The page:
Bloodstone

Book: Bloodstone: Legend of the Last Engraving

Author: Rashmi Narzary

Genre: Mythology, Historical Fiction, Fiction

Review Copy: Himalayan Book Club

Available at: Amazon.in

Recommended: Loved it!

Author Rashmi Narzary entwines the fascinating customs of the Kamakhya temple in the Nilachal hills of Assam, India, with the spectacular tradition of the Kumari Goddess in Tilibham, Nepal. In a fictional story that blends mythology and history, legends and existing beliefs, she creates an intriguing narrative centered around the Mother Goddess in South Asian culture. Across the snowy climes of Tilibham, a story blossoms out of loss and yearning, and like any tale of utmost passion and longing, it stretches beyond time and space to remind of the power of sadness to change destinies. The plot arc curves over this canvas. Conflict brims even after 3/4rth of the narration. Anticipation of the resolution makes the book unputdownable.

The book brings forth deep research and impeccable imagination. The author’s personal experiences come alive in descriptions of the Kamakhya temple rituals and the religious fervor during the autumn worship of the Goddess. The exotic yet demanding terrain of the hills of Nepal is the backdrop of the tale of a simple village couple that breaks free of the shackles of matriarchy to redefine their fate. It is the story of motherhood – earthly and divine – always alive in mythology, legends, but most importantly, in human faith.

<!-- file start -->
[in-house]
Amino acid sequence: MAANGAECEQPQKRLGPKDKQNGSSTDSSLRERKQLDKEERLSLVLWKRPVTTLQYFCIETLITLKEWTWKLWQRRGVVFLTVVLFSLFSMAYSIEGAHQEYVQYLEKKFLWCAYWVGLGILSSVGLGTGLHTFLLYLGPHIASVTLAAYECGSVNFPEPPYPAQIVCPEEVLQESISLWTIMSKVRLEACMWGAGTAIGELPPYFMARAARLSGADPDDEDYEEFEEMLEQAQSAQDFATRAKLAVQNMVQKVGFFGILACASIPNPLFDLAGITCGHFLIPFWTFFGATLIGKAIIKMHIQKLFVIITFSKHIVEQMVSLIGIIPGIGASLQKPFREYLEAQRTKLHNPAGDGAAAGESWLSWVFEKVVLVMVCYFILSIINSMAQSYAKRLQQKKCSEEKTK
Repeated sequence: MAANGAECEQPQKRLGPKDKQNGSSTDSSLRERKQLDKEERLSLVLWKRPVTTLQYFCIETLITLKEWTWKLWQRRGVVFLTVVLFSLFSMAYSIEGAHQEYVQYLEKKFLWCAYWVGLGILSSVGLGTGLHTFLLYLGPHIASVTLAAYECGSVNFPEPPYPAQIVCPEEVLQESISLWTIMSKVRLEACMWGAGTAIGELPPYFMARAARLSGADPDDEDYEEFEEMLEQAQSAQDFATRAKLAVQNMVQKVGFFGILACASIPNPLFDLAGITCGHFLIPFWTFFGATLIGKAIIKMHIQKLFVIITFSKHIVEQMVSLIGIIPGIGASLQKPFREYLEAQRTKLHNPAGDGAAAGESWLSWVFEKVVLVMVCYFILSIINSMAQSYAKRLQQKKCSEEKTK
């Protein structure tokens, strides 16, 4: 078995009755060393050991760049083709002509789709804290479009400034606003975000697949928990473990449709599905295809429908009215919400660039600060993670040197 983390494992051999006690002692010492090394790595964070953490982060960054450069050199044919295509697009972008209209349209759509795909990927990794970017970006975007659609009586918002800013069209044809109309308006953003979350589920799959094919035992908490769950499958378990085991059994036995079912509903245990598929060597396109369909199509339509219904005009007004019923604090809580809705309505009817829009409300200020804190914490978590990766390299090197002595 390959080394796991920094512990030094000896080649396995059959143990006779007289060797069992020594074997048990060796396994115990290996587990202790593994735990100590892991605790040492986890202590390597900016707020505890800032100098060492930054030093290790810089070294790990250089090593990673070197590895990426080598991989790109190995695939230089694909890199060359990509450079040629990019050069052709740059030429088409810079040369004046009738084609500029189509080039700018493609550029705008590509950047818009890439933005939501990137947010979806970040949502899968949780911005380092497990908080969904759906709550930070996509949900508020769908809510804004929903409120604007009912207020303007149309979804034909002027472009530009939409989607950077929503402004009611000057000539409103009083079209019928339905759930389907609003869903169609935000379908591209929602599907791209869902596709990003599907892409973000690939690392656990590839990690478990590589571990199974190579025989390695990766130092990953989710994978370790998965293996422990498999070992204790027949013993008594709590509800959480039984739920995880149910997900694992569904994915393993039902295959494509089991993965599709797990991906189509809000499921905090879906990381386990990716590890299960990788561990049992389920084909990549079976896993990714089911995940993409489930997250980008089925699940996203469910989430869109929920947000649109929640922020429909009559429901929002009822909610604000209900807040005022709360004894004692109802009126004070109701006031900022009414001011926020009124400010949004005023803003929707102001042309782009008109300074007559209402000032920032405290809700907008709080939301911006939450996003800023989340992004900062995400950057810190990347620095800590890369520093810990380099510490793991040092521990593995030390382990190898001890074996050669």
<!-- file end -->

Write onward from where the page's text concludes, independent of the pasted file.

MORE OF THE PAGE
Is this book prophetic? Read what the author thinks.

BLoodSTONE: LEGEND OF THE LAST ENGRAVING

It is also the story of love that transcends eons – of God Shiva, who mourns his beloved Sati and a Goddess, who must be reborn to fulfill the yearning of divine lovers. The book will make you crave more. Like me, you may seek more information on the traditions so exquisitely detailed. Divinity dwells in humanity that incessantly seeks it out; humanity survives in a deep faith in this power of the esoteric.

As a reader, I was mesmerized by the story. As an editor, I found the book lacking. It starts with repetitive text and descriptions that can be discouraging. After initial reluctance, one forges ahead into the enticing landscape of a wondrous story. The script demands a thorough edit as the repetitive information is distracting. The book would have sparkled with a crisp and concise approach, leaving more for the reader to imagine and savor, long after, the legend of the bloodstone reveals itself.

Book Review: Monet & Oscar

A young American, the son of an accomplished landscape designer in San Francisco, returns to his country of birth to fight for France during World War I. Recovering from battle scars after the war, he finds himself in the employment of none other than Claude Monet. From here begins an enthralling tale of history, flirtations, love, passion, art, and personal quest.A young American, the son of an accomplished landscape designer in San Francisco, returns to his country of birth to fight for France during World War I. Recovering from battle scars after the war, he finds himself in the employment of none other than Claude Monet. From here begins an enthralling tale of history, flirtations, love, passion, art, and personal quest.